One NJ Liposuction man talks about Governor Christie's pocket veto on a bill that would have required small surgery centers to be licensed by the State Department of Health.
Edison, NJ -- (ReleaseWire) -- 03/20/2012 --In the beginning of January, the New Jersey Legislature passed a bill that would require one-room ambulatory surgery centers to be licensed by the State Department of Health.
The bill however will not go into effect anytime soon, as Governor Christie of New Jersey used a pocket veto. As the view of Liposuction New Jersey providers, a pocket veto is the only type of veto in which the Governor does not return the bill to the Legislature for a possible vote to override. This veto only applies to bills passed within the last 10 days of a 2-year legislative session. A pocket veto cannot be overwritten, but legislators can re-introduce the bill and try again at a later date.
Because the bill exempted the single-room surgeries from a tax levied on ambulatory surgery centers, it conflicted with a federal rule. The rule states that to qualify for federal matching funds from Medicaid, states must have uniform policies for taxing healthcare providers, according to the Department of Health.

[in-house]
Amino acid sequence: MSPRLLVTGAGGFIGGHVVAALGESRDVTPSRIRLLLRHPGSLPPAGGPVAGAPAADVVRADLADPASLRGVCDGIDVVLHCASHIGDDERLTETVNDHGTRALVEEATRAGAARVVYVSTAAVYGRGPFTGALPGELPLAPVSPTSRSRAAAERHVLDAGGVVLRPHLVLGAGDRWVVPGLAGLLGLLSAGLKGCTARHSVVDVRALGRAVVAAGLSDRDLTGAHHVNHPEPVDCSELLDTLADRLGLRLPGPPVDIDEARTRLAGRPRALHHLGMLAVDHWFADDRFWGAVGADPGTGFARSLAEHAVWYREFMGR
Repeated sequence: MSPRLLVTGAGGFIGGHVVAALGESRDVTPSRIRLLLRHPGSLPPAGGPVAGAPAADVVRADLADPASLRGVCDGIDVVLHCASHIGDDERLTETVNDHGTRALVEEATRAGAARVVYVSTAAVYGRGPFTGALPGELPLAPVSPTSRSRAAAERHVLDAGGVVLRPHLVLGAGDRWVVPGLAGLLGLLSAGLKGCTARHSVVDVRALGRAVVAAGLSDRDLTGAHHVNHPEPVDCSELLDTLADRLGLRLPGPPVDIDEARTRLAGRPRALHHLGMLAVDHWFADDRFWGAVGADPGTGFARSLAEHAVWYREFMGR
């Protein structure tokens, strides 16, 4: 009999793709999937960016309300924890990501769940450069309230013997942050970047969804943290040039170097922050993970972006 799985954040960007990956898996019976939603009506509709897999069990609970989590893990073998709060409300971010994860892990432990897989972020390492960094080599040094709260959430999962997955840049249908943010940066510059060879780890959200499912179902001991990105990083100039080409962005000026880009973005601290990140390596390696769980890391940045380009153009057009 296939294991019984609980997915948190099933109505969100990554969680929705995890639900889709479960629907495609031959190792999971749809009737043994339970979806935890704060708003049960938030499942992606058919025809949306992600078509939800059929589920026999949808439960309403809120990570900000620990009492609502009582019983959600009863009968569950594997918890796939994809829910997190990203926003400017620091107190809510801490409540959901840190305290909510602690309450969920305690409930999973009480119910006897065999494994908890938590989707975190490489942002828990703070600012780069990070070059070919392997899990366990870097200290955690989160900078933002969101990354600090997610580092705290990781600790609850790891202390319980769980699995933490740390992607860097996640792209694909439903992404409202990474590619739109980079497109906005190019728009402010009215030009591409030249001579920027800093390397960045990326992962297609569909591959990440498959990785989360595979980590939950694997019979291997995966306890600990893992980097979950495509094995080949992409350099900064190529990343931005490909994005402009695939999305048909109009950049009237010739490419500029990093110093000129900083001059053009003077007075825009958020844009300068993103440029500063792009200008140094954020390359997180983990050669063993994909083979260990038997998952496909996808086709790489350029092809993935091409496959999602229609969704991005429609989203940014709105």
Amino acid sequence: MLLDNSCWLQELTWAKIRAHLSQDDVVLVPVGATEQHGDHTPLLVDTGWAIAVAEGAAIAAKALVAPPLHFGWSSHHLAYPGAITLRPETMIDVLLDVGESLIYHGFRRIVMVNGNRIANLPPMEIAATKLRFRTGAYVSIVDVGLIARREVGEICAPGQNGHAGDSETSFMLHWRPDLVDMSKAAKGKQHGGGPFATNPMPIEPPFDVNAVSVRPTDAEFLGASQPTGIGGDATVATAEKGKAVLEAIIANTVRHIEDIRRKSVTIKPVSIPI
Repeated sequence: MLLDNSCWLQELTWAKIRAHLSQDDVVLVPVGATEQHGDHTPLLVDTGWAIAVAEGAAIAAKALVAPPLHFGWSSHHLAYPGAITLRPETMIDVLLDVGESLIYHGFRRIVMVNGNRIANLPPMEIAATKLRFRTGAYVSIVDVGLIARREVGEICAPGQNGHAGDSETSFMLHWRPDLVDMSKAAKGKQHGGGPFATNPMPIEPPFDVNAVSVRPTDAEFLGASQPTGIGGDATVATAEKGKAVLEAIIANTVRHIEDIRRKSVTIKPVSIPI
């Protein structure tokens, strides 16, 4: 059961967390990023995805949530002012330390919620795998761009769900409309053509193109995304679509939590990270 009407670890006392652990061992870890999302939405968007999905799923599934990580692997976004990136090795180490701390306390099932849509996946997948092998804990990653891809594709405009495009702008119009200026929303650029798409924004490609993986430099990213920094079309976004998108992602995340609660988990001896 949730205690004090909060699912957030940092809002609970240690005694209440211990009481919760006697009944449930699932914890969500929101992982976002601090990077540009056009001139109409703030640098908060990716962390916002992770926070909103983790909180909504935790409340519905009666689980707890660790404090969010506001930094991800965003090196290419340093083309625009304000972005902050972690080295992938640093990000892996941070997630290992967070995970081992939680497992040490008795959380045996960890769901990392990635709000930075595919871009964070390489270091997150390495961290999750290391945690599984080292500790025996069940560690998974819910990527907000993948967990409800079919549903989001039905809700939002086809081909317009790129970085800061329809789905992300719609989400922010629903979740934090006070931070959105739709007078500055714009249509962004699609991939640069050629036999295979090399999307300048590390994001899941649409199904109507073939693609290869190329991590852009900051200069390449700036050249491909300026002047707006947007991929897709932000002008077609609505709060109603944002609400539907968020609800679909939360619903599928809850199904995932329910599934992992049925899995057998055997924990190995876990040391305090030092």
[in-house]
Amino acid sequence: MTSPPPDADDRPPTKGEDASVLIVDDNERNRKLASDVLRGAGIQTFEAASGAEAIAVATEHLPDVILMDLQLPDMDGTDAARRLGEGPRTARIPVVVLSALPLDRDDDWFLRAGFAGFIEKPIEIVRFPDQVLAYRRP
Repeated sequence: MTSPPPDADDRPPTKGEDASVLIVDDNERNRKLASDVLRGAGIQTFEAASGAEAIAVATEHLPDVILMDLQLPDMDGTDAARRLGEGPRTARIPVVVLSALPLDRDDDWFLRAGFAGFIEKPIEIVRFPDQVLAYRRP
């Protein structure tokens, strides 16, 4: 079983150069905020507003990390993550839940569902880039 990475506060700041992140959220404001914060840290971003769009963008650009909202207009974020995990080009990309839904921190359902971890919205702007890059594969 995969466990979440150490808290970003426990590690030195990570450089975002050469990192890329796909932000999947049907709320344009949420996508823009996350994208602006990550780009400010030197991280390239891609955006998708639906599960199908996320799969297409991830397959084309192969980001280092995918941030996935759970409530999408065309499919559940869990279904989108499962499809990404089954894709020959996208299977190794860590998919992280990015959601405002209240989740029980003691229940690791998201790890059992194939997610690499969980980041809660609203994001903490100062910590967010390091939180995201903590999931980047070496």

Surgeries that used to only be performed at hospitals of NJ, e.g. Liposuction are now being completed in the offices of physicians equipped with an operating room or at outpatient same-day surgery centers. Under this new bill, every surgical venue would have been placed under the same health department license and inspection regime. The surgery venues would have had to pay for the inspection, which can cost upward of $2,000, as the joint replacement provider believes.
Today, the Board of Medical Examiners supervises one-room centers, but under the new bill, the centers would have been inspected by the state health department every two to three years.
The reason this bill was proposed came after a study on one-room centers was released. The study indicated that health care risks are more likely to occur in single-room surgery centers than at large ambulatory surgery centers.
"Had the pocket veto not been used, one-room surgery centers, such as ours, would have had to pay unnecessary taxes and/or fees even though we are Medicare certified," said the expert in rhinoplasty NJ, Dr. Andrew Miller. "The process in becoming Medicare certified is demanding and requires an inspection every three years. The government's goal of safety would be satisfied if they required all single-room centers to become Medicare certified."
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